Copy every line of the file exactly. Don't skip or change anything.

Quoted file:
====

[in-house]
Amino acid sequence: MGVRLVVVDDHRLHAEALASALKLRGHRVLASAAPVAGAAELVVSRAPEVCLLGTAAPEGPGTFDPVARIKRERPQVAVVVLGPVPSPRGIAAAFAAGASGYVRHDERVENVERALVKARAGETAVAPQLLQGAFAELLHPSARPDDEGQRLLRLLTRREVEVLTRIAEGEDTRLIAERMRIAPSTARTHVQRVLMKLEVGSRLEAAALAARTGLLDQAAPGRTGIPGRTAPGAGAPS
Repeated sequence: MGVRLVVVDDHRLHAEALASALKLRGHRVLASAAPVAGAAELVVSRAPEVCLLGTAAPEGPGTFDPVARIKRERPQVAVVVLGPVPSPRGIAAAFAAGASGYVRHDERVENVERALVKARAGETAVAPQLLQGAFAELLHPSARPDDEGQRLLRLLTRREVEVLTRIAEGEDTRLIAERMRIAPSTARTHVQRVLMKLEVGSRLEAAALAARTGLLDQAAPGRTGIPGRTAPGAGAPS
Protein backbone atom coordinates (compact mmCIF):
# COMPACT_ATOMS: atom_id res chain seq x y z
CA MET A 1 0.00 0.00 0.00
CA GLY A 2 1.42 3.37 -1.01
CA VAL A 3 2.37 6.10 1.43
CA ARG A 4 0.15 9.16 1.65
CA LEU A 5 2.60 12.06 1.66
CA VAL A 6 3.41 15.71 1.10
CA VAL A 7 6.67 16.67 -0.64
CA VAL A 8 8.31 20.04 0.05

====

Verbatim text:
[in-house]
Amino acid sequence: MGVRLVVVDDHRLHAEALASALKLRGHRVLASAAPVAGAAELVVSRAPEVCLLGTAAPEGPGTFDPVARIKRERPQVAVVVLGPVPSPRGIAAAFAAGASGYVRHDERVENVERALVKARAGETAVAPQLLQGAFAELLHPSARPDDEGQRLLRLLTRREVEVLTRIAEGEDTRLIAERMRIAPSTARTHVQRVLMKLEVGSRLEAAALAARTGLLDQAAPGRTGIPGRTAPGAGAPS
Repeated sequence: MGVRLVVVDDHRLHAEALASALKLRGHRVLASAAPVAGAAELVVSRAPEVCLLGTAAPEGPGTFDPVARIKRERPQVAVVVLGPVPSPRGIAAAFAAGASGYVRHDERVENVERALVKARAGETAVAPQLLQGAFAELLHPSARPDDEGQRLLRLLTRREVEVLTRIAEGEDTRLIAERMRIAPSTARTHVQRVLMKLEVGSRLEAAALAARTGLLDQAAPGRTGIPGRTAPGAGAPS
Protein backbone atom coordinates (compact mmCIF):
# COMPACT_ATOMS: atom_id res chain seq x y z
CA MET A 1 0.00 0.00 0.00
CA GLY A 2 1.42 3.37 -1.01
CA VAL A 3 2.37 6.10 1.43
CA ARG A 4 0.15 9.16 1.65
CA LEU A 5 2.60 12.06 1.66
CA VAL A 6 3.41 15.71 1.10
CA VAL A 7 6.67 16.67 -0.64
CA VAL A 8 8.31 20.04 0.05